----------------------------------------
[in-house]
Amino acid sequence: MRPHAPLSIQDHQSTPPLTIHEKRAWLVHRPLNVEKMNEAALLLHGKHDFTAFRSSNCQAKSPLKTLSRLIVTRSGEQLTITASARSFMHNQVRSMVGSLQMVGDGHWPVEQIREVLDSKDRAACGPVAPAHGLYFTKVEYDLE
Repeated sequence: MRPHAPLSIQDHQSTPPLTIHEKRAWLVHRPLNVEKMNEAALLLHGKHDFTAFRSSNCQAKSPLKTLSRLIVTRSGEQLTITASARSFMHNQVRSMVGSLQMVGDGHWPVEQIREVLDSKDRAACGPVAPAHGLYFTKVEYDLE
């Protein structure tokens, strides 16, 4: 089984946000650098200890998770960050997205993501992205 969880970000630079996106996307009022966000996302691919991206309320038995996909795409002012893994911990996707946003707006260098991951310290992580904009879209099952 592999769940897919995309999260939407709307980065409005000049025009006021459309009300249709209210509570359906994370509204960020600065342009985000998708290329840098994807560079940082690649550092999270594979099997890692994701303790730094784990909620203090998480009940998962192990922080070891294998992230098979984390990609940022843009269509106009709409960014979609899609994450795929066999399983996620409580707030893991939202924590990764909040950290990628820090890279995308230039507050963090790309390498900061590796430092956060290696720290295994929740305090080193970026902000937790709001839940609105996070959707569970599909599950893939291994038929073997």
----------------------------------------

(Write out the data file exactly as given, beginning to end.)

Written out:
[in-house]
Amino acid sequence: MRPHAPLSIQDHQSTPPLTIHEKRAWLVHRPLNVEKMNEAALLLHGKHDFTAFRSSNCQAKSPLKTLSRLIVTRSGEQLTITASARSFMHNQVRSMVGSLQMVGDGHWPVEQIREVLDSKDRAACGPVAPAHGLYFTKVEYDLE
Repeated sequence: MRPHAPLSIQDHQSTPPLTIHEKRAWLVHRPLNVEKMNEAALLLHGKHDFTAFRSSNCQAKSPLKTLSRLIVTRSGEQLTITASARSFMHNQVRSMVGSLQMVGDGHWPVEQIREVLDSKDRAACGPVAPAHGLYFTKVEYDLE
């Protein structure tokens, strides 16, 4: 089984946000650098200890998770960050997205993501992205 969880970000630079996106996307009022966000996302691919991206309320038995996909795409002012893994911990996707946003707006260098991951310290992580904009879209099952 592999769940897919995309999260939407709307980065409005000049025009006021459309009300249709209210509570359906994370509204960020600065342009985000998708290329840098994807560079940082690649550092999270594979099997890692994701303790730094784990909620203090998480009940998962192990922080070891294998992230098979984390990609940022843009269509106009709409960014979609899609994450795929066999399983996620409580707030893991939202924590990764909040950290990628820090890279995308230039507050963090790309390498900061590796430092956060290696720290295994929740305090080193970026902000937790709001839940609105996070959707569970599909599950893939291994038929073997």